1. How do you define success?
1) Finding something you have passion for so you can use that energy to make a real difference and generate a solid income for you and your family, 2) being in a position that allows you to maximize personal growth and to use that role to help elevate and enable success in others, 3) building a personal brand (reputation) that stands for high performance, and 4) being an outstanding person.

2. What is the key to success?
1) The five people you spend the most time with will disproportionately impact who you become. Always be mindful of who you surround yourself with as these people will shape you and ideally enable you to be even better.

2) I feel strongly that you have to embrace the idea of putting yourself in situations where you have vulnerability and risk in order to truly grow. The fearless person is well-aware of that reality and it becomes a compass, not an obstacle. If you accept that life is a journey, you should assume it will often be hard. This is how you build grit and resiliency into your life management skill-set, which you will need over time as your scope of personal and professional responsibilities expands. If you dedicate yourself to the process of pushing your boundaries consistently, you will evolve as a person and generally have a more fulfilled life.

3) You have the power to choose to be happy. Making that deliberate decision each day will change what happens. Yes, you get to decide the weather at your life picnic most of the time, and thus happiness is almost always about creating options, rather than a byproduct of what actually occurs.

3. Did you always know you would be successful?
As you go through life, your concept of success changes a lot. Depending on your influences, you often start with a narrower notion of what is possible. In my case, I honestly never really thought about it; I just assumed that if I plowed ahead and was purposeful, I would become the best version of myself professionally and personally, as a manager, husband, father, and citizen. I remain a work-in-process.

4. When faced with adversity, what pushes you to keep moving forward?
I have seen that perseverance is generally the difference between the ordinary and extraordinary people. Learn to see the obstacles as joy, not pain, and by doing so, the harder parts of life that help you grow become privileges rather than burdens. This is hard to do, but comes with the territory of taking on big challenges. This will build grit, an essential element for success and a term often used, but not always understood. In practical terms, it means to build firmness of character and cultivate a spirit such that when confronted with the inevitable obstacles of life, you can persevere. With this mindset, I try to frame most things I am doing as either learning or training, whether good or bad, and with this approach, there is always value created. Regardless of the actual outcome and difficulty, I always end up growing throughout the process.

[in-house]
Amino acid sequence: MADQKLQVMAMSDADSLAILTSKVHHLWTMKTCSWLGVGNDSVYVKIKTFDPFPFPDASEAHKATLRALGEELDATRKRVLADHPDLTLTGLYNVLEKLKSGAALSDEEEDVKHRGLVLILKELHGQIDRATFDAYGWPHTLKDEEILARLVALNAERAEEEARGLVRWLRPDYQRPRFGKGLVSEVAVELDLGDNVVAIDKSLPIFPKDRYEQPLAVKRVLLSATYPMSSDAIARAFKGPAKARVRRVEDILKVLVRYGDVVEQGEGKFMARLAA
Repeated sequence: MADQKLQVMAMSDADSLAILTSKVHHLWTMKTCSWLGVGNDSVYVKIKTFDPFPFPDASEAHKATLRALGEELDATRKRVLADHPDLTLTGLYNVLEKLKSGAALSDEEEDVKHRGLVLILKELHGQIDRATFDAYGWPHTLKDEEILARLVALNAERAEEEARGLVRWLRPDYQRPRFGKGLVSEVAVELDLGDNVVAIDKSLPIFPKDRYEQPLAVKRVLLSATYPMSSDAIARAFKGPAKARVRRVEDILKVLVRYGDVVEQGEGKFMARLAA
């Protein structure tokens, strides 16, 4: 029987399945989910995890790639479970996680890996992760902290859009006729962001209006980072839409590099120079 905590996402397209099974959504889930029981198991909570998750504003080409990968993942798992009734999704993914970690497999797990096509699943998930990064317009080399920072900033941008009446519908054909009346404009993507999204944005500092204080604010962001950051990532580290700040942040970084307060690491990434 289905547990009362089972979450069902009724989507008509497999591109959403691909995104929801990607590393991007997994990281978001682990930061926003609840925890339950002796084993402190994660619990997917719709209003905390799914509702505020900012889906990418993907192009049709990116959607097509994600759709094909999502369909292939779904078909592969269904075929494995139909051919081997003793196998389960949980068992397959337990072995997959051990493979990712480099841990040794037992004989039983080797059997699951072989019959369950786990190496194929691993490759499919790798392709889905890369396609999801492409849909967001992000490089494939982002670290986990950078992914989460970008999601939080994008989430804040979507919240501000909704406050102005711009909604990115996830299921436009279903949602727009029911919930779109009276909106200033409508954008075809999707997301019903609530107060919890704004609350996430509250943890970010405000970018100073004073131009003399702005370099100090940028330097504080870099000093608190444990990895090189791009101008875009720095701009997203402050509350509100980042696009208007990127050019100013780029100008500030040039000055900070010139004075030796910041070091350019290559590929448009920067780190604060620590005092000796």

5. What is the greatest lesson you’ve ever learned?
Many people think about their five- or 10-year plans. I learned long ago to set goals in shorter intervals, such as three-, 12-, and 24-month horizons. Additionally, at the start of every year, rather than make a New Year’s resolution which we often abandon along the way, I choose three words to focus my goals and efforts for the year. Each day, I seek to calibrate my experience and objectives against these imperatives which helps me set priorities, stay grounded, and make sense of the turbulence often involved in navigating a high-performance life.

6. What do you enjoy doing in your spare time?
I enjoy spending time with my wife and three kids, giving back to the community, and lots and lots of reading. Fitness and brain functioning are also highly linked, and I use ice hockey to physically challenge myself multiple times per week.

7. What makes a great leader?
Pericles once said, “What you leave behind is not what is engraved in mountains, but what is woven into the lives of others.” This fundamental insight is recognized by many and has been a guidepost for the most successful people I have encountered in my life. These special people make a priority to focus on helping others succeed, and recognize that everyone shines given the right lighting. In fact, even Giorgio Armani, the famous designer, once said that, “Elegance is not about being noticed, it’s about being remembered.” Making a lasting difference in whatever you do should be the goal, and that is mostly about helping to augment the destinies of others. Help other people build wings for their own lives, and that will end up transforming you.

8. What advice would you give to college students about entering the workforce?